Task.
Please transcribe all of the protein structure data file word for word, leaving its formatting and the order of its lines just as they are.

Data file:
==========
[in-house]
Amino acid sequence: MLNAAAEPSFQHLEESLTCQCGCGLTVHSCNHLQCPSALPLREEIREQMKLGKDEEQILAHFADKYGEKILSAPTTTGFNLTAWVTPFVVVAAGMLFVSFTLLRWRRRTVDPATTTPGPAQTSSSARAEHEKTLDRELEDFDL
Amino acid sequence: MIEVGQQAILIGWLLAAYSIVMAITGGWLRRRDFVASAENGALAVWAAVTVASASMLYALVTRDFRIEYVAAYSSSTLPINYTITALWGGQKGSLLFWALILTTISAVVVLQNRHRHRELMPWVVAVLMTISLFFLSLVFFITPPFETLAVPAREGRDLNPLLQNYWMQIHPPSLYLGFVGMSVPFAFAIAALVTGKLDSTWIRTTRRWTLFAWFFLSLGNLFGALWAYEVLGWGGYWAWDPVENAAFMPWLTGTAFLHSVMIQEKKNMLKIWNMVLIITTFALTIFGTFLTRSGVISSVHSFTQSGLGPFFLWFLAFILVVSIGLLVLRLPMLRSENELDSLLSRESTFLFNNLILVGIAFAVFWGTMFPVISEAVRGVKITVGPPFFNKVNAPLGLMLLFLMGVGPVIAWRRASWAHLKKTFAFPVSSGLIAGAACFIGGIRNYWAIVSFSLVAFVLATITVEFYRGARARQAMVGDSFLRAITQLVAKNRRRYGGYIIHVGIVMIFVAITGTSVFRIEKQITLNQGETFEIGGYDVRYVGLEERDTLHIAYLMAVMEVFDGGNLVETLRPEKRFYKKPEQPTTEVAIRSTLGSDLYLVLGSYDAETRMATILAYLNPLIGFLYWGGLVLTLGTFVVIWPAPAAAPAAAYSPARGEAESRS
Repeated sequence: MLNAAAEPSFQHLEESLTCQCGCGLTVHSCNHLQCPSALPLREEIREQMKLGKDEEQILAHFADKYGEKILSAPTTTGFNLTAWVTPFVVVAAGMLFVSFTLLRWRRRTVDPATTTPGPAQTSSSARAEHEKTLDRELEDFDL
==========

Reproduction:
[in-house]
Amino acid sequence: MLNAAAEPSFQHLEESLTCQCGCGLTVHSCNHLQCPSALPLREEIREQMKLGKDEEQILAHFADKYGEKILSAPTTTGFNLTAWVTPFVVVAAGMLFVSFTLLRWRRRTVDPATTTPGPAQTSSSARAEHEKTLDRELEDFDL
Amino acid sequence: MIEVGQQAILIGWLLAAYSIVMAITGGWLRRRDFVASAENGALAVWAAVTVASASMLYALVTRDFRIEYVAAYSSSTLPINYTITALWGGQKGSLLFWALILTTISAVVVLQNRHRHRELMPWVVAVLMTISLFFLSLVFFITPPFETLAVPAREGRDLNPLLQNYWMQIHPPSLYLGFVGMSVPFAFAIAALVTGKLDSTWIRTTRRWTLFAWFFLSLGNLFGALWAYEVLGWGGYWAWDPVENAAFMPWLTGTAFLHSVMIQEKKNMLKIWNMVLIITTFALTIFGTFLTRSGVISSVHSFTQSGLGPFFLWFLAFILVVSIGLLVLRLPMLRSENELDSLLSRESTFLFNNLILVGIAFAVFWGTMFPVISEAVRGVKITVGPPFFNKVNAPLGLMLLFLMGVGPVIAWRRASWAHLKKTFAFPVSSGLIAGAACFIGGIRNYWAIVSFSLVAFVLATITVEFYRGARARQAMVGDSFLRAITQLVAKNRRRYGGYIIHVGIVMIFVAITGTSVFRIEKQITLNQGETFEIGGYDVRYVGLEERDTLHIAYLMAVMEVFDGGNLVETLRPEKRFYKKPEQPTTEVAIRSTLGSDLYLVLGSYDAETRMATILAYLNPLIGFLYWGGLVLTLGTFVVIWPAPAAAPAAAYSPARGEAESRS
Repeated sequence: MLNAAAEPSFQHLEESLTCQCGCGLTVHSCNHLQCPSALPLREEIREQMKLGKDEEQILAHFADKYGEKILSAPTTTGFNLTAWVTPFVVVAAGMLFVSFTLLRWRRRTVDPATTTPGPAQTSSSARAEHEKTLDRELEDFDL